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Starring Douglas Fairbanks
October 1, 1915
After viewing "The Lamb," it is no wonder the Triangle people signed up Fairbanks for a period of three years, at any salary within reason. They would even have been justified in stretching a point to secure Douglas. He "registers" on the screen as well as any regular film actor that has ever appeared in pictures and more strongly than most of them. "The Lamb's" leading lady also photographs well, and both of them are good performers which is "an ace in the hole" to start with. The casting of William E. Lowery for the character of a Yaqui Indian chief is also worthy of special mention. "The Lamb" is a Willie Collier type of play - only more so, which means that Fairbanks was competent to invest the name part with just the requisite amount of "lightness." Gerald, the Lamb (Fairbanks), is a rich young man who never had to earn his own living. He is engaged to Mary (Seena Owen), but when she discovers he is a coward, she calls it off. Gerald goes into training with a prizefighter and a Jiu Jitsu wrestler, with the determination to "make good" in the eyes of his girl. The girl goes to a ranch in Arizona, and he follows. En route, he leaves the train to buy some trinkets and is left behind. Hiring a machine to overtake the train via a short cut, he is knocked out by crooks who lift his bankroll. He is captured by Yaquis and taken across the border into Mexico and held as prisoner. The girl is also captured, and after a series of hair-breadth encounters, he finally puts up a marvelous fight, standing off the Indians with a rapid firing machine gun. The operation of the gun by Fairbanks is a combination of thrills and comedy, culminating in the pair's rescue by American troopers. Columns of praise would not do complete justice to 'The Lamb.' It is the classiest kind of melodramatic comedy, wonderfully staged, brilliantly acted and humorously captioned." The New York Times was equally impressed. "For some years a favorite comedian of the legitimate stage, he then made his first appearance in motion pictures. For some mysterious reason, he succeeds where others fail. His engaging personality easily and undeniably 'registers' - as the film folk say. He is amusing, graphic, individual, effortless. He even has a humorous walk of his own, and no one in last evening's audience at The Knick will be overcome with surprise if he attains a motion picture popularity such as the distinguished Mr. Chaplin has experienced."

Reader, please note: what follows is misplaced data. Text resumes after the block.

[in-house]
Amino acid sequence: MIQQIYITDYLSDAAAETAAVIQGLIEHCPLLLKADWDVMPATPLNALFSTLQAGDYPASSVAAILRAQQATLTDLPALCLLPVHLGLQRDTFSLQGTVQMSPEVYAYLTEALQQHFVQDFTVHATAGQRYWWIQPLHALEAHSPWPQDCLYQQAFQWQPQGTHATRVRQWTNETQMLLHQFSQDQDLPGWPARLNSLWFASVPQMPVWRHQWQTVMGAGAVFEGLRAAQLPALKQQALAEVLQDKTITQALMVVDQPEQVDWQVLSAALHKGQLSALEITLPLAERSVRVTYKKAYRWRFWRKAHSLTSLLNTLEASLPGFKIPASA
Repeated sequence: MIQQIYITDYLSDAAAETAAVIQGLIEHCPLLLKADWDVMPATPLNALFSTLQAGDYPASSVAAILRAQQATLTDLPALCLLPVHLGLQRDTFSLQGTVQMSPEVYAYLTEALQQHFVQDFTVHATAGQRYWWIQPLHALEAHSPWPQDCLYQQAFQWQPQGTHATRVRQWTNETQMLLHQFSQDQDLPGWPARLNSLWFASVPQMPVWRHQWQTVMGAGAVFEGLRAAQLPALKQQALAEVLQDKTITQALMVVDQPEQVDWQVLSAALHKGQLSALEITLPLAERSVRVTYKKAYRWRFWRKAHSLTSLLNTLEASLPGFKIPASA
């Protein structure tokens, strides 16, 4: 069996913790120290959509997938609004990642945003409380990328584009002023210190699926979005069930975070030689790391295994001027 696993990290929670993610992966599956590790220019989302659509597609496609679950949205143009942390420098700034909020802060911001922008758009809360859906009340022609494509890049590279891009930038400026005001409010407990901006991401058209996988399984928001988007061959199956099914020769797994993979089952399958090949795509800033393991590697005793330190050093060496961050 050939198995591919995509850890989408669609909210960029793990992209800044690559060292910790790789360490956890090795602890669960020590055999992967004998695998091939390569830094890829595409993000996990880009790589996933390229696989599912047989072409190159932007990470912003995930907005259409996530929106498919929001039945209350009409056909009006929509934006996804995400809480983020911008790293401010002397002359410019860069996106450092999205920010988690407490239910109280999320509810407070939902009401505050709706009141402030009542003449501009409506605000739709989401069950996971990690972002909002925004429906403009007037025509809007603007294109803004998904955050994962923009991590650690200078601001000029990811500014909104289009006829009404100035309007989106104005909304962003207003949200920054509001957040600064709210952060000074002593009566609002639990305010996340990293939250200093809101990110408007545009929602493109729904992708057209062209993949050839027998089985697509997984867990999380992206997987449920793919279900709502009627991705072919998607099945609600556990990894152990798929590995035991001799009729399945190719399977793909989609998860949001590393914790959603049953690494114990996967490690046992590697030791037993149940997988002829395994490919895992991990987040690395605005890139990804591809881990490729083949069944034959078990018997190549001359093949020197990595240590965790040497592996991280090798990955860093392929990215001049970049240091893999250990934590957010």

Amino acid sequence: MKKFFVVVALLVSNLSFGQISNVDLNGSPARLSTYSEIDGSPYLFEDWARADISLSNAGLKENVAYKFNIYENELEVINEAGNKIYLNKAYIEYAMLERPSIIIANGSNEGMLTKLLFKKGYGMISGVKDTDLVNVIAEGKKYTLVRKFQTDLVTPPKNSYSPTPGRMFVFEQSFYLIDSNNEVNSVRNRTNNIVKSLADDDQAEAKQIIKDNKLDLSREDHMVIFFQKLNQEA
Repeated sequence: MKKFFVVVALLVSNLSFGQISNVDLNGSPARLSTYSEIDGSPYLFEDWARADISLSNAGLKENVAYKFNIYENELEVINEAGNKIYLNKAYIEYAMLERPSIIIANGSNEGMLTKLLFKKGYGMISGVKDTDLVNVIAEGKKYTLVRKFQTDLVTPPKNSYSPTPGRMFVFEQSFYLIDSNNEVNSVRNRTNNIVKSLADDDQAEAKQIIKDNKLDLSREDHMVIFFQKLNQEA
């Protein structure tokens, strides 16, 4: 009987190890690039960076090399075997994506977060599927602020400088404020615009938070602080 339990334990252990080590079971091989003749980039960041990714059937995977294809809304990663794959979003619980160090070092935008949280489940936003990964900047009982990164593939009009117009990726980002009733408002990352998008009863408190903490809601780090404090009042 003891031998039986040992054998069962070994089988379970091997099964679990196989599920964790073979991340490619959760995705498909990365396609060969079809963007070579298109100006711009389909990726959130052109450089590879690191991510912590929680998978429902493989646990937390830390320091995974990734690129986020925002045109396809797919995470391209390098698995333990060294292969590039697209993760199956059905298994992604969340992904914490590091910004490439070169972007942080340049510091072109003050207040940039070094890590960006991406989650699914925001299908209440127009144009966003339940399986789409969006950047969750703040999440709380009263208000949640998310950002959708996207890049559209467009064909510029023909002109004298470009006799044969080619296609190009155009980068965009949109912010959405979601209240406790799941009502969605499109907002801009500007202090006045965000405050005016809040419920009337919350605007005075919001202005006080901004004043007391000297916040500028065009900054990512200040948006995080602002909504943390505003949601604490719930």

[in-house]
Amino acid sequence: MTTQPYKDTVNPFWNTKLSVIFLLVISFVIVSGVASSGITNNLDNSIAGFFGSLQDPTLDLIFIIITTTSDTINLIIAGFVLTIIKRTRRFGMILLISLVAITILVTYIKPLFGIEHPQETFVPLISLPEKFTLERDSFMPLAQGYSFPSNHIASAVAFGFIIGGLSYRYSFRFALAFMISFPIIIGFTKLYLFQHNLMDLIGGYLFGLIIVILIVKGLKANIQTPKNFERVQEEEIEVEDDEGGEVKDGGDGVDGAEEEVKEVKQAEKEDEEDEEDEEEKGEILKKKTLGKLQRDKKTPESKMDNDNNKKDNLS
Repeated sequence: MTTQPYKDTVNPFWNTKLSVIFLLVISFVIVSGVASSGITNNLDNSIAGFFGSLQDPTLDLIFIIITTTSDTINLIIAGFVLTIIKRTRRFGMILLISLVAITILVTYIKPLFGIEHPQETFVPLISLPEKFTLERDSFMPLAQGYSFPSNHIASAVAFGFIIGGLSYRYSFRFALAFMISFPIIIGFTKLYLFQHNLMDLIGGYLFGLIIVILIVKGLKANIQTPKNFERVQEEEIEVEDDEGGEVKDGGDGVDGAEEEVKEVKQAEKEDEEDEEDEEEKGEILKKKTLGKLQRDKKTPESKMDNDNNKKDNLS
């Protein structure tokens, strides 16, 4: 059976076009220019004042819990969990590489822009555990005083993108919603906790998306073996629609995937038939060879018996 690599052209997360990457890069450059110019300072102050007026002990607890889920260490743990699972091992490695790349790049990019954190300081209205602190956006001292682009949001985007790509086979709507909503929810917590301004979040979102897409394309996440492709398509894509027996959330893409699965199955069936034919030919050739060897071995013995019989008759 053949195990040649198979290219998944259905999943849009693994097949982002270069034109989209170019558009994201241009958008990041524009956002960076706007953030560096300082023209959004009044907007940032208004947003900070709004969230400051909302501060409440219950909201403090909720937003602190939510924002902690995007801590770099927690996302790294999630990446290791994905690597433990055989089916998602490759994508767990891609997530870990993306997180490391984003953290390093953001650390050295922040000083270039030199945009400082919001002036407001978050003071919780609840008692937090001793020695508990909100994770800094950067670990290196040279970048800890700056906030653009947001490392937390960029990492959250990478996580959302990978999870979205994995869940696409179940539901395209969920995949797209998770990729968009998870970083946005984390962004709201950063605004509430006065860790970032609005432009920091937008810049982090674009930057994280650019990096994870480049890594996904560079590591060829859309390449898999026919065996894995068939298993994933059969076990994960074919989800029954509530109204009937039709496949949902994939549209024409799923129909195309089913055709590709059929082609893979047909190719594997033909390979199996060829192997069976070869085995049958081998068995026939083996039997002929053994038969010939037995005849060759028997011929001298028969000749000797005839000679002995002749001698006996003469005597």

Starring Douglas Fairbanks
Typewriter drivers should be licensed, like chauffeurs. One reckless unlicensee declared that the cavalry charge in "The Lamb" - feature offering of the first Triangle bill - surpassed the terrific ride of the clans, in "The Birth of the Nation." Others acclaimed the play a worthy second to the Griffith drama.
Here's what "The Lamb" really is, it seems to me: a rollicking, typically American melodrama, presenting Douglas Fairbanks, one of America's best known, best liked and most continually agreeable stage personalities. Improbable - quite, and to one who knows the desert, just a little bit absurd when one is asked to believe it. Comparing "The Birth of a Nation" and "The Lamb" is like comparing Blazac and one of our popular story-writers of today; it's so unfair to today's man.
Gatling-gun fire is not the essence of thrill, any more than gunfire on the bass-drum is the essence of dramatic emotion.
For more information, see "The Lamb" as one of our "Featured Silent Films"
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